Referring once again to Figs. 3 and 6, in a modification, the pouch 60 incorporates an inflatable bladder 120, of the kind frequently used in a self-inflating life jacket. The bladder 120 is actuable from the helm (typically by means of an electrical signal in a manner which is known per se) and acts to expel the web 50 from the pouch. The bladder is shown in Fig. 3 in its armed state and in Fig. 6 having been 'fired' to force the web 50 rapidly out of the pouch 60. In further modifications the operation can be further automated. Thus, for example, the rope clutches 90 may comprise motors which are actuable automatically upon firing of the bladder 120 to retract the tensioning cables 86 to a predetermined extent (i.e. a through a predetermined length of retraction) and to a predetermined tension corresponding to full deployment of the web 50 and optimum retaining tension of the cables 86 . In yet a further automated modification, the boat may comprise one or more accelerometers and associated signal conditioning and analysis functionality which, in combination, are adapted to distinguish an impact of the hull 20 with debris from usual sailing conditions (including rough sea sailing conditions where the hull 20 may have relatively high impacts with waves) and, in the event an impact is detected, to fire the bladder 120 so that the entire operation of the device is automated. This has the advantage that the device can be deployed when no helmsman or other operator is present and so is particularly advantageous for boats which are sailed single-handed. In a further modification, a simpler embodiment provides a web which is deployable with a greater degree of intervention by those crewing the vessel. Thus the web 50 comprises one or more catch members which can be engaged by crew, for example stationed on the upperdeck 30, using boat hooks or other such tools to pull the web aftwards.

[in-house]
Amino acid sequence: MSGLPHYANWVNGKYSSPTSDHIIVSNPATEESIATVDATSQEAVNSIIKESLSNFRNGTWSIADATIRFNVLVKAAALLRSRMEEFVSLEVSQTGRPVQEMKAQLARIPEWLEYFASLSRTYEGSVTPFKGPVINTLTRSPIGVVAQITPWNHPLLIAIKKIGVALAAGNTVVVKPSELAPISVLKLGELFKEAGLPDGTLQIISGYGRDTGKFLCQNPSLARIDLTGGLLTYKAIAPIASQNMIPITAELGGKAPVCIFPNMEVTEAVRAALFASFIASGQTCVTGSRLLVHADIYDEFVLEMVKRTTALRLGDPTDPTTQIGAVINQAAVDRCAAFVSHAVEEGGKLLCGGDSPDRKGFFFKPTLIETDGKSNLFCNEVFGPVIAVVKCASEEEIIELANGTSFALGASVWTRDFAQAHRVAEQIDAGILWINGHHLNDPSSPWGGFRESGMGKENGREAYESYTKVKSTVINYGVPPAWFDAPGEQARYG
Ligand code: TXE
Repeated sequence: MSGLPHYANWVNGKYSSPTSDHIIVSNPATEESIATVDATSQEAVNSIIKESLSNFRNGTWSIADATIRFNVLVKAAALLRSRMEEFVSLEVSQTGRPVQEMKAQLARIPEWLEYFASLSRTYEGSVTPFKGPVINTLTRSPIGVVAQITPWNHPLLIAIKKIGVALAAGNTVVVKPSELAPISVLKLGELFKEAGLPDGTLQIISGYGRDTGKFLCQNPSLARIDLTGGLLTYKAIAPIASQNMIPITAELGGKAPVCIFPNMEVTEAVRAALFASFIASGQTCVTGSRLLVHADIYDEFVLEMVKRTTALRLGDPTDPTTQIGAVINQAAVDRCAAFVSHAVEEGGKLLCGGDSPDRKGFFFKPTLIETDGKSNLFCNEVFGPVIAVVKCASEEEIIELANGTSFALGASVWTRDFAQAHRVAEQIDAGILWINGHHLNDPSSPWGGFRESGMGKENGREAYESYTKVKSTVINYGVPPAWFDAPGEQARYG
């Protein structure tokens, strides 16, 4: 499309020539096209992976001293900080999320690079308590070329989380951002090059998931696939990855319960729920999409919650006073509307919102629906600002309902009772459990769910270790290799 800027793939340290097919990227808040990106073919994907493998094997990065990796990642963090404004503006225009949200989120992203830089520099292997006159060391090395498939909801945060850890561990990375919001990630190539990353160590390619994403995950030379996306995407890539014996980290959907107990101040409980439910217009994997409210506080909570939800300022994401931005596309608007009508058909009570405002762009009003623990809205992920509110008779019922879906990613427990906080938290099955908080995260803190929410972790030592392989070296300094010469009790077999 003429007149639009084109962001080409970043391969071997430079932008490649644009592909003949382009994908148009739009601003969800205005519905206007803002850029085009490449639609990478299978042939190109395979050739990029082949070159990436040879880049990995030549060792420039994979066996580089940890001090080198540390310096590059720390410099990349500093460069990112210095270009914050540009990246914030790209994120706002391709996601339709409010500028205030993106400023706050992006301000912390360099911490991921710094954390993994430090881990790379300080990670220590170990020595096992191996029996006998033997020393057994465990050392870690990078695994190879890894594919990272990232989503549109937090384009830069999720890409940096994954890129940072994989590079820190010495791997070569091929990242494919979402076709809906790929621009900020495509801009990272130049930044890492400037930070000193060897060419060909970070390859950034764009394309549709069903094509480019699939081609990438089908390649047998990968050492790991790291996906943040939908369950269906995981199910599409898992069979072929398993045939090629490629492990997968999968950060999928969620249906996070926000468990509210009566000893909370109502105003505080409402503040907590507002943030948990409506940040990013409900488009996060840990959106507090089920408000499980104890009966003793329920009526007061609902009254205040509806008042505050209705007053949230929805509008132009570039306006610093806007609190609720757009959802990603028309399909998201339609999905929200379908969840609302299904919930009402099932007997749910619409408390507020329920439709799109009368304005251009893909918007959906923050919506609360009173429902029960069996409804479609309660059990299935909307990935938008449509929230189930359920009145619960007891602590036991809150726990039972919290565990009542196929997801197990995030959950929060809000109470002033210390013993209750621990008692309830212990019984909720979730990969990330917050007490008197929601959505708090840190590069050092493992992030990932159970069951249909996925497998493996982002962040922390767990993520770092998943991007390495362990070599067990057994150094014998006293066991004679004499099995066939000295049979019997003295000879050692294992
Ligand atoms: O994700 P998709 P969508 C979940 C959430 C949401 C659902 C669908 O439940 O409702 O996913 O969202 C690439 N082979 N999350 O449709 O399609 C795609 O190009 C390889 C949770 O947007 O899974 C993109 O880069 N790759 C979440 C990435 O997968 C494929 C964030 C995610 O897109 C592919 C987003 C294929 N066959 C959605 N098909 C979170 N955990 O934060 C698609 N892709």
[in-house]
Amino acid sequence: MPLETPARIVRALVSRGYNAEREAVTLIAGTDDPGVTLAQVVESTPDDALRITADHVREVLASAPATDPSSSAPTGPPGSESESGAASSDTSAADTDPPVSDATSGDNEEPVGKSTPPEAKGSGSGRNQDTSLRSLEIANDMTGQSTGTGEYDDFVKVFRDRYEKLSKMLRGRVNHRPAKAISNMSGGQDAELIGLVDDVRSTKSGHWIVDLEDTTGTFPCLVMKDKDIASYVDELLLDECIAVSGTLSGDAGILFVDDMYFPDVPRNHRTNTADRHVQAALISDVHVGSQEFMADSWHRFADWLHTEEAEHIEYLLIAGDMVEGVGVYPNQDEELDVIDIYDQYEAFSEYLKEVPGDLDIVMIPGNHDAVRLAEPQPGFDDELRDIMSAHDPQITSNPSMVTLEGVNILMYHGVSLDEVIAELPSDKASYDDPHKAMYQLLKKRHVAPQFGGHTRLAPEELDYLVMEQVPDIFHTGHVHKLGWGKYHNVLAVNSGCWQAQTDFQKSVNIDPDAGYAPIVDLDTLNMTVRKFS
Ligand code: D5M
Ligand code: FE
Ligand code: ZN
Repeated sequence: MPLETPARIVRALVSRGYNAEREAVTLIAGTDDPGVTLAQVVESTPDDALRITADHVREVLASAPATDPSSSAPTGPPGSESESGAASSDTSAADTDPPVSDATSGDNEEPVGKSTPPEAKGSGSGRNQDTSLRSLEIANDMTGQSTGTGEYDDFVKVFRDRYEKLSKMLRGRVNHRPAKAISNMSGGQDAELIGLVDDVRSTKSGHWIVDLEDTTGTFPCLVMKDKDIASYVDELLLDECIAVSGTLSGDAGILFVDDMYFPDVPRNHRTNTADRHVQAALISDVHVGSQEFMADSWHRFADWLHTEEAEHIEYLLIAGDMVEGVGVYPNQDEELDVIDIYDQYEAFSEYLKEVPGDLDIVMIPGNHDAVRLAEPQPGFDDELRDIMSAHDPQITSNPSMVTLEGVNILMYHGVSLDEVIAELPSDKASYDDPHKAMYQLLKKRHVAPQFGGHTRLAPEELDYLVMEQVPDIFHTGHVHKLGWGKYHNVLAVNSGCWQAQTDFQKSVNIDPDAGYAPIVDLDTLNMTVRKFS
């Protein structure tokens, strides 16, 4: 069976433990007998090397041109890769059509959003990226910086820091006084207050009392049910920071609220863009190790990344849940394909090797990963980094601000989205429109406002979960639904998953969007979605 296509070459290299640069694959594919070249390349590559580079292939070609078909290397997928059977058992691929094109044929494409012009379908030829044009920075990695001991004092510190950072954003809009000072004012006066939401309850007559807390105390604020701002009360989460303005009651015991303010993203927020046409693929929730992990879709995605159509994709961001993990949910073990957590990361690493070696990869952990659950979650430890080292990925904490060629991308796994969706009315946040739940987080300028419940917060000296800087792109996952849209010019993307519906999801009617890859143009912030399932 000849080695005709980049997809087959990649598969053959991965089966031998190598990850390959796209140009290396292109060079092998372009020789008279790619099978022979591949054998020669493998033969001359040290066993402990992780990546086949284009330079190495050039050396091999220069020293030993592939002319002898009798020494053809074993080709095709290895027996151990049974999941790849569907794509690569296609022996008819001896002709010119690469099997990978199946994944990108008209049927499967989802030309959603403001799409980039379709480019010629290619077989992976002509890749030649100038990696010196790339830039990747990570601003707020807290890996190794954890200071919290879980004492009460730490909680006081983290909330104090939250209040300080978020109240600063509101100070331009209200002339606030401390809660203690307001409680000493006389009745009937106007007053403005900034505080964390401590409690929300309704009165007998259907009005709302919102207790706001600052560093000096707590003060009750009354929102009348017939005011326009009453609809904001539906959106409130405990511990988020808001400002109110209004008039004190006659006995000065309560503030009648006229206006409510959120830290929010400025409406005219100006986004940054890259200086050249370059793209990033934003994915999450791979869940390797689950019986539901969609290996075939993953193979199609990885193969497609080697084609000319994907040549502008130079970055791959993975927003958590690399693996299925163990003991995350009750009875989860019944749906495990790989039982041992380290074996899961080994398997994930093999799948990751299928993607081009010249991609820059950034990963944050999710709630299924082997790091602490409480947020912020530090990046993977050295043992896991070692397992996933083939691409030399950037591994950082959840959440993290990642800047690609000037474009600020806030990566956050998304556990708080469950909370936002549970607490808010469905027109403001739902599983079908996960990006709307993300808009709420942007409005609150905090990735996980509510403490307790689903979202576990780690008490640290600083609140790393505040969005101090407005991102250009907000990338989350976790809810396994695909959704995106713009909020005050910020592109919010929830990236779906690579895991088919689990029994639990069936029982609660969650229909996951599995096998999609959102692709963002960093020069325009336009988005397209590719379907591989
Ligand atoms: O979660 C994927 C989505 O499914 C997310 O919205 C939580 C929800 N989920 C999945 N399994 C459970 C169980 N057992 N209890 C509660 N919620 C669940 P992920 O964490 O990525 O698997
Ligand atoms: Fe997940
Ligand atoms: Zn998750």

It has been observed above that movement of water aftwards over the hull 20 assists in the deployment of the web 50. Such movement is not, however, essential in any embodiment. Pitching of the vessel in the waves, even when stationary, can assist in the deployment of the web to envelope the relevant area of the hull 20.

In an alternative embodiment the web 50 may be stowed inboard. For example, the hull 20 may comprise a compartment having the same profile as the elongate pouch 60, i.e. a compartment located within the hull 20 freeboard, extending beamwards and symmetrically around the bow 40. Preferably such a compartment would be located at the uppermost point on the hull freeboard and therefore would extend along the exterior of the gunwale 70. According to such an embodiment the compartment preferably have one or more flaps which open to permit deployment of the web 50 in an emergency but, when closed, are preferably watertight, preferably rendering the compartment invisible or barely perceptible to the eye. Such a design is, self-evidently, one in which a safety device is integrated into the design of the boat whereas the design in which the web is stowed within a pouch 60 enables retrofitting to existing boats.